Thursday, October 22, 2009

Beware of Darkness

APPY POLLY LOGGIES: Once again, my music storage site is down. I guess it's time to look for a new site. I had planned to post George Harrison's "Beware of Darkness" (or a Leon Russell version I like) and maybe Bill Morrissey's "Something I Saw Or Thought I Saw."

Go away for a few days and you miss a lot. I was teaching my second class of the day yesterday, kind of warming things up by going around the room to find out what everyone had done over Fall Break. As I neared the end of story time, one of the boys said:

"Save Jeff for last. He's got a good story." And several guys around "Jeff" laughed.

"Ok," I said, and we heard from two or three other guys before it was Jeff's turn.

Before Jeff could start, one of the boys said, "Jeff saw paranormal activity." Now, I like ghosts and demons as much as the next guy, so I was thinking, Cool, some strange phenomenon.

But Jeff said, "It sucked. You couldn't even get scared. The black people were laughing the whole time."

And then I realized, it was a movie they were talking about. Paranormal Activity.

"The black people were laughing," I said.

"Yeah, every time there was a scary part, they started laughing."

"Well," I said, "Maybe if the black people were laughing, it really wasn't scary after all. Or else why would they be laughing?"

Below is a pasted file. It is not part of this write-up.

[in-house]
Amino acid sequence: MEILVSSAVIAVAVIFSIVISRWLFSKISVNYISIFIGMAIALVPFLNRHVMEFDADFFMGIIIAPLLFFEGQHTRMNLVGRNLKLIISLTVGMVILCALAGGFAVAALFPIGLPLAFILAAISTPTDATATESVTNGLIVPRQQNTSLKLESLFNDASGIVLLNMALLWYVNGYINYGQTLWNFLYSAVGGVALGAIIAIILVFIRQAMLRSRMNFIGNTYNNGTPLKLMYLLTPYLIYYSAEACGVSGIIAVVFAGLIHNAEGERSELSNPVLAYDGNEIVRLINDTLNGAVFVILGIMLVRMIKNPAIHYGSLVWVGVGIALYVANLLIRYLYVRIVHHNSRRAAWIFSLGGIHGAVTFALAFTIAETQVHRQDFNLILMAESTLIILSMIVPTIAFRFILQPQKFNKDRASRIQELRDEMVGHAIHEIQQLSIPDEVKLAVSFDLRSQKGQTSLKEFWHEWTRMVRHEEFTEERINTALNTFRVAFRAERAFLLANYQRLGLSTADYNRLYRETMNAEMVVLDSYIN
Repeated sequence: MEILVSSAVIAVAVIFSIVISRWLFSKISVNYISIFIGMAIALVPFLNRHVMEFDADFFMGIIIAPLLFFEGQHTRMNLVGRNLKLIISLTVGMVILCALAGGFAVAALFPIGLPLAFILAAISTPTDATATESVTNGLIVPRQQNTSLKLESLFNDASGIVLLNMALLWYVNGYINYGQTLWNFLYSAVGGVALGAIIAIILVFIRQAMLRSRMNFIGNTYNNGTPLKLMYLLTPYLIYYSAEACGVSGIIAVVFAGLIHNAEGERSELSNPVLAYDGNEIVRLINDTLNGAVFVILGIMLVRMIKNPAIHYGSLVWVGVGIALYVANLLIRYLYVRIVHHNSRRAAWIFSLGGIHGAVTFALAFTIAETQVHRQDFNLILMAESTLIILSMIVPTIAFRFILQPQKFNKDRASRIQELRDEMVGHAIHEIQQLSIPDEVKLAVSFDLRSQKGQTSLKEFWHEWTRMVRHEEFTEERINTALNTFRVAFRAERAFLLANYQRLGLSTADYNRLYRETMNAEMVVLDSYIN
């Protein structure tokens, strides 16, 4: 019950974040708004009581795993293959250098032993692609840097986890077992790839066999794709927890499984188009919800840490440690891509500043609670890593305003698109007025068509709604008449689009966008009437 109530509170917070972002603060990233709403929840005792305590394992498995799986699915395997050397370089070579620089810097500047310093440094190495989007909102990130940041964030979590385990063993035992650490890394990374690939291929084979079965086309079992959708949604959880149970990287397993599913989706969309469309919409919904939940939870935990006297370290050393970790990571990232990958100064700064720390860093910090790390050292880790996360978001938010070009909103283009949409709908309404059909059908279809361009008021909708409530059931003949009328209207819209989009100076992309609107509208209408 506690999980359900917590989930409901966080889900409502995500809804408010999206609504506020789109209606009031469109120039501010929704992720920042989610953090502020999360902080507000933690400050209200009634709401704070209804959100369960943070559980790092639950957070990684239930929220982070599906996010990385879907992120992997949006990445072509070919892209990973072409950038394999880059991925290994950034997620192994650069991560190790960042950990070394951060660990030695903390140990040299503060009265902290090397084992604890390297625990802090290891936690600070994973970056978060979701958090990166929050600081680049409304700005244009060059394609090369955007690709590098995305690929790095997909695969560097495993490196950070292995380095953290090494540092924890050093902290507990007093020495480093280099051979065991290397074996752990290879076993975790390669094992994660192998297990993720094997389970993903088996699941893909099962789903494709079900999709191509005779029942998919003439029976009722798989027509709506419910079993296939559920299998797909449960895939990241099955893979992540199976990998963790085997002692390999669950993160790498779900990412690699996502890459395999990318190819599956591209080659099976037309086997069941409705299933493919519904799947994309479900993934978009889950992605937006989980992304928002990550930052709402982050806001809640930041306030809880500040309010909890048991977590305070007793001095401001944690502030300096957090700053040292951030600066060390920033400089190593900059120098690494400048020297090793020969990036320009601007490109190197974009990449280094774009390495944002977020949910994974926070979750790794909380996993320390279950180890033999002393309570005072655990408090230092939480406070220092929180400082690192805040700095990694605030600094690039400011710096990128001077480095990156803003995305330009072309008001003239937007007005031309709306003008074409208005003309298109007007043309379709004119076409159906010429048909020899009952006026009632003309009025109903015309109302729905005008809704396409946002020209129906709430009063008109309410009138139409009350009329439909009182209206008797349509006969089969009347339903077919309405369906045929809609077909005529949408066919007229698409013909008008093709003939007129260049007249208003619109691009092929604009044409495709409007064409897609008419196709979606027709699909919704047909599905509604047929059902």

"No, it was scary, but...

"And did the black people laugh collectively as a race?" I asked. The other students got where I was going.

Jeff didn't. "There were like these two gangs, and there was a gang on each side of us and...."


I had a paranormal experience once. It happened in my neighborhood during lunch. I often go home for a bowl of soup, where I can sit quietly and read the paper.

Typically, when I'm my house at lunch, there is no one around. A modern neighborhood at noon has very little activity. Maybe a contractor or a HVAC person working in a home nearby, but you don't really see any people, at least where I live. The only person I was looking for was the mailman.

Tired of looking at the paper, I walked to the front door to see if I could see the mail truck coming. Nothing coming up the hill. Glancing over to the right, I started!

Standing across the street from my house was a person with no head! I jumped back from the small window. I took only one step and leaned forward, just enough that I could twist my head and slowly check across the street again. Even though it had no head, I could sense it staring at me, like it knew I was there.

It stood there and did not move. It looked to be an old person, man or woman I couldn't quite tell from the loose fitting black and white clothing it wore. It stood at the corner with a cane.

I could not stand near the window anymore. I admit it--I was scared shitless. Embarassingly, I carry with me just enough acknowledgement of Cotton Mather's "unseen world" to be both shocked and not surprised when I encounter a person with no head standing before me.

There are people in the world with torticollis or other diseases, which result in the neck muscles being unable to support the head. In an extreme case, the head would be completely over on one side, farther than we can even try to simulate. I saw this afflicted gentleman in the neighborhood several times before he died, but I was never able to shake the idea that the first time I saw him he had no head at all and was glad I never encountered him at night.


jed said...

nice try with George. Matthew Sweet and Susanna Hoofs coered it on their 2nd "under the covers" cd. excellent. yikes?

Anonymous said...

I think the version from Concert For Bangledesh, where George sings it, but gives Leon the middle verse, is my favorite version.